Why do we pray?

The cute answer is “Please”, “thanks”, “I’m sorry” and “You’re awesome.”

The Amidah the 18 blessings that are 19 beautifully, soulfully expresses those simple categories.

We begin with the “You’re awesome” blessings.

1)      You are the awesome G of our ancestors, the Source of compassion.

2)      You are the powerful G who brings us from our deadened state to a place within the circle of Life.

3)      You are the Source of Holiness/Wholeness

Then come the “Please” blessings which include several implied “I am sorry” sections.

4)      Help us back on the Sefirot path to wholeness. Help us to feel the Sacred ‘Ah ha’ moments, explore their wonders and teachings and then putting them into word and deed.

5)      Return us to Torah and make us wholly balanced.

6)      Forgive us for missing the mark and messing up.

7)      Help us become aware that You are with us, nudging us back to the good path, the path of redemption.

8)      Heal us physically and spiritually with compassion.

9)      Please give us a good year filled with blessing.

10)   Gather us together from the four corners of exile, both physically and spiritually, from You.

11)   Retrieve our judgments to original innocence, helping us to let go of baggage that impedes our growth.

12)   Help us not take hope in bad tongue wagging and being mean spirited.

13)   Show us the compassion of right action and kindness. Let us learn and grow from wisdom and those who share wisdom, from all peoples.  Let us see our own compassion, learning our place in this world.

14)   Return the ideal of Jerusalem, city of peace. Over the seat of David we remember Your Presence.  Help us to build the ideal as Your words have taught us.

15)   Let the flower of loving service be with us daily.

16)   Source of compassion help us to hear the compassion in our own voices as we reach out and reach in to You.

17)   Help us to light the sacred fire, the desire to serve in this world as a sacred sanctuary. Let our prayers be filled with love and receptivity and holy desire.

After praise and pleas, we offer a thanksgiving for what was what is and what might be.

18)   We are grateful, Oh G for our tribal past, for life and the chance to make life better.  Throughout all generations, through You we tell the stories and to You we offer praise.  We put our souls out to You, feeling Your Presence within us.  We thank You.

And one last request.

19)   Peace, with all its blessings and goodness and grace and compassion, please help us to be at peace.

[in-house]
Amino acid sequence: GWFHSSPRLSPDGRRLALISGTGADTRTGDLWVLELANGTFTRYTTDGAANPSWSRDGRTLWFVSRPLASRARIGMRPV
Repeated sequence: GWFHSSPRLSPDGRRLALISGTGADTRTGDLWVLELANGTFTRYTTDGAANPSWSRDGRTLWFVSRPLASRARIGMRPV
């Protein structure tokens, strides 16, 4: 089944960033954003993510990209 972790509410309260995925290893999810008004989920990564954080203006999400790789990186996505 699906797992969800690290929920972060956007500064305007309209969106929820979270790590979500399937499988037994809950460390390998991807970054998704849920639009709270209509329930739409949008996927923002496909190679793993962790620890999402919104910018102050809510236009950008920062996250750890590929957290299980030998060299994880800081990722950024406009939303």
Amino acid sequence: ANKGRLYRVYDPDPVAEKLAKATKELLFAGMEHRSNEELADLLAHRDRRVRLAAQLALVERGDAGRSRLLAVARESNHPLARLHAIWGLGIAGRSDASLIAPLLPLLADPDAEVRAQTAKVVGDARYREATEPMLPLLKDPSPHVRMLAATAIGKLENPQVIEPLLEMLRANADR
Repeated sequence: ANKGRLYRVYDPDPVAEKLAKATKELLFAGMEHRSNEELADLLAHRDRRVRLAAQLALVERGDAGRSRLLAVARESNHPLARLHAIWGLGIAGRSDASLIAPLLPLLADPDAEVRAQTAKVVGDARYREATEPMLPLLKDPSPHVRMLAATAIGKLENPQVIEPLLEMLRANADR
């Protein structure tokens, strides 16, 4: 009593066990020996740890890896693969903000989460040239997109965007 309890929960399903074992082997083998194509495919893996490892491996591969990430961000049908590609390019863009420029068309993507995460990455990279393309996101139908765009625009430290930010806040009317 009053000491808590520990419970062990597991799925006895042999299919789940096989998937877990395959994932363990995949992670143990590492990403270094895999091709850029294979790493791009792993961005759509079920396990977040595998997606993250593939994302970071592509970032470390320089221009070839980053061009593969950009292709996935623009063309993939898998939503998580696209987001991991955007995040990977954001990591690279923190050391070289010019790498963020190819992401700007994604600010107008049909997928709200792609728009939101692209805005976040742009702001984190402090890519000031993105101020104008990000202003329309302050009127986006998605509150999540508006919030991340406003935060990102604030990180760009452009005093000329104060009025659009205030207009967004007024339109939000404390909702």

Yes its all there:  “Please, thank You, I am sorry and You are awesome.”   Is that what we do when we pray?  When young, growing up in the Reform movement of Judaism, I was taught that all prayer was promise.  “Please” was the promise of action. “Thank You” was the promise to be grateful for everything in life. “I am sorry” was the challenge to do better.  “You are awesome” was the promise to be more aware.

But is that it?

Prayer is about awe, and awareness.

When we pray, we also become the prayer of G

Prayer is stepping beyond rational thought and opening up to the deeper mystery.

The Sefirot those emanations that form worlds are found hidden in our prayers: The emanations flow and yet are immutable.  They cause change but are not changed.

There are levels of davening.  We can all stay together and read responsively.  We can daven on our own and seek the deeper meaning in ourselves.  We can chant the prayers loudly and fully raising our voices and souls to heaven.  We can daven so fast that thought does not come into our mind and our service becomes mantra-davening.

But if we read responsively but without hearing our inner self we are not praying responsibly.  If we daven on our own but absentmindedly we are not davening the deeper meaning but rather dressing up with nowhere to go. If we chant loudly raising our voices but not our souls, it is just a singalong. If we daven quickly but only thinking of finishing, than we have not even started.

In Hebrew the word for pray is מתפלל.  Its grammatical form informs us of the power of prayer.  The Hebrew grammatical form, the התפעל, is called the intensive reflexive.  For our prayers to be real, we must fill them with intent and intensity.  And in those moments in which we reflect deeply, a deep and powerful light is reflected through us.